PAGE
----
Rivers of Gold
During the nineteenth century, the gold-mining industry deposited large quantities of soil in rivers across South Eastern Australia. This project uses industrial archaeology, geomorphology and environmental chemistry to find out what happened to the rivers as a result. How much soil was moved? Where is it now on floodplains and in river beds? How far downstream did it get? Do the mine sediments contain contaminants that might be dangerous to people, plants and animals?
Increasing our understanding of the impact of mining on rivers in Victoria gives us a window into the long-term consequences of human activities and how they contribute to reshaping the Earth’s systems. It also leads to:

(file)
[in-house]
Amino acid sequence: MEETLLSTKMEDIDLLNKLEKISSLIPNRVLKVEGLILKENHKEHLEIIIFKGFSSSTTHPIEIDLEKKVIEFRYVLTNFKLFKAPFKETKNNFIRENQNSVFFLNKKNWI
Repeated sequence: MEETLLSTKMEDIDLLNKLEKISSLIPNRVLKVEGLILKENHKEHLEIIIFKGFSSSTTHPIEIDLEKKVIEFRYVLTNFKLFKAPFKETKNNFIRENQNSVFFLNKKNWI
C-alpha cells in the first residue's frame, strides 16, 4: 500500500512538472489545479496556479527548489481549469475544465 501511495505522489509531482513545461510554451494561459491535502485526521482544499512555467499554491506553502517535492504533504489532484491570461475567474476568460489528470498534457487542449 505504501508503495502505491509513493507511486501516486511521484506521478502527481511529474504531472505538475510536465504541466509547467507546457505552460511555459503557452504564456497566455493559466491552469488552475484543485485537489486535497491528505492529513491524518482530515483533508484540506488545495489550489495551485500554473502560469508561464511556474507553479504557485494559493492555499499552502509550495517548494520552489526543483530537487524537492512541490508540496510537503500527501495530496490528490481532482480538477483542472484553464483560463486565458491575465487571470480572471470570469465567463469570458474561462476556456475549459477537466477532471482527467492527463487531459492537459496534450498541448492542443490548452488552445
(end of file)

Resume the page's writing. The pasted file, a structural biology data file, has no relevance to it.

- better management of catchments
- more effective strategies to revegetate and control erosion
- better information about implications for public health
- improved management of Aboriginal cultural heritage.
The project work focuses on three Victorian river catchments:
- Ovens River
- Goulburn River
- Loddon River.
- University of Melbourne (Department of Resource Management and Geography) [external link]
- University of Lincoln (UK) (School of Geography) [external link]